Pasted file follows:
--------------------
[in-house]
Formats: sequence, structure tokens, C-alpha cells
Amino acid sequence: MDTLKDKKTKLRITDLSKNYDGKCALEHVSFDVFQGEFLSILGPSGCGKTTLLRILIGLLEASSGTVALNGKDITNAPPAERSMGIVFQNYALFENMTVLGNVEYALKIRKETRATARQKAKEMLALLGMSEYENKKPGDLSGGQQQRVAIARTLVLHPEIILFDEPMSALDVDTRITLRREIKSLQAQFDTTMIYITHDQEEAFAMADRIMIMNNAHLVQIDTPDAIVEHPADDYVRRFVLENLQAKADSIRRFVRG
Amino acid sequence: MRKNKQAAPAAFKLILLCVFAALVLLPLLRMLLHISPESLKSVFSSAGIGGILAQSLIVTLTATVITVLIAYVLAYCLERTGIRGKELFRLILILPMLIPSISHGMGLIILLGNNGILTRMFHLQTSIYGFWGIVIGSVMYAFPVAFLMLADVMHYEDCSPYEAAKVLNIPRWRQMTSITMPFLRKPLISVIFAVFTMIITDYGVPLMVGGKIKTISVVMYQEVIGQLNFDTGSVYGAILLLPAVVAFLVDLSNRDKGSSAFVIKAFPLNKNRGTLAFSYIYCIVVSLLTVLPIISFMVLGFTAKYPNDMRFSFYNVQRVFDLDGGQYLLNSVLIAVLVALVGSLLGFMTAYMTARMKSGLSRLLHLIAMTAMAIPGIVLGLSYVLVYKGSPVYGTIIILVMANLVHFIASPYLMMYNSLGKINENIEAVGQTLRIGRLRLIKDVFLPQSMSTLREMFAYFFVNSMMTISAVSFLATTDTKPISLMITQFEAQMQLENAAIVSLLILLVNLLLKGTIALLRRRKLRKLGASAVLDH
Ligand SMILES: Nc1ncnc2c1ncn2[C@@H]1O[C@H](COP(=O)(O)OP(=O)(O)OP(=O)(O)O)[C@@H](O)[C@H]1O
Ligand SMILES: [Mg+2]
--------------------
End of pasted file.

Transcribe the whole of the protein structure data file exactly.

[in-house]
Formats: sequence, structure tokens, C-alpha cells
Amino acid sequence: MDTLKDKKTKLRITDLSKNYDGKCALEHVSFDVFQGEFLSILGPSGCGKTTLLRILIGLLEASSGTVALNGKDITNAPPAERSMGIVFQNYALFENMTVLGNVEYALKIRKETRATARQKAKEMLALLGMSEYENKKPGDLSGGQQQRVAIARTLVLHPEIILFDEPMSALDVDTRITLRREIKSLQAQFDTTMIYITHDQEEAFAMADRIMIMNNAHLVQIDTPDAIVEHPADDYVRRFVLENLQAKADSIRRFVRG
Amino acid sequence: MRKNKQAAPAAFKLILLCVFAALVLLPLLRMLLHISPESLKSVFSSAGIGGILAQSLIVTLTATVITVLIAYVLAYCLERTGIRGKELFRLILILPMLIPSISHGMGLIILLGNNGILTRMFHLQTSIYGFWGIVIGSVMYAFPVAFLMLADVMHYEDCSPYEAAKVLNIPRWRQMTSITMPFLRKPLISVIFAVFTMIITDYGVPLMVGGKIKTISVVMYQEVIGQLNFDTGSVYGAILLLPAVVAFLVDLSNRDKGSSAFVIKAFPLNKNRGTLAFSYIYCIVVSLLTVLPIISFMVLGFTAKYPNDMRFSFYNVQRVFDLDGGQYLLNSVLIAVLVALVGSLLGFMTAYMTARMKSGLSRLLHLIAMTAMAIPGIVLGLSYVLVYKGSPVYGTIIILVMANLVHFIASPYLMMYNSLGKINENIEAVGQTLRIGRLRLIKDVFLPQSMSTLREMFAYFFVNSMMTISAVSFLATTDTKPISLMITQFEAQMQLENAAIVSLLILLVNLLLKGTIALLRRRKLRKLGASAVLDH
Ligand SMILES: Nc1ncnc2c1ncn2[C@@H]1O[C@H](COP(=O)(O)OP(=O)(O)OP(=O)(O)O)[C@@H](O)[C@H]1O
Ligand SMILES: [Mg+2]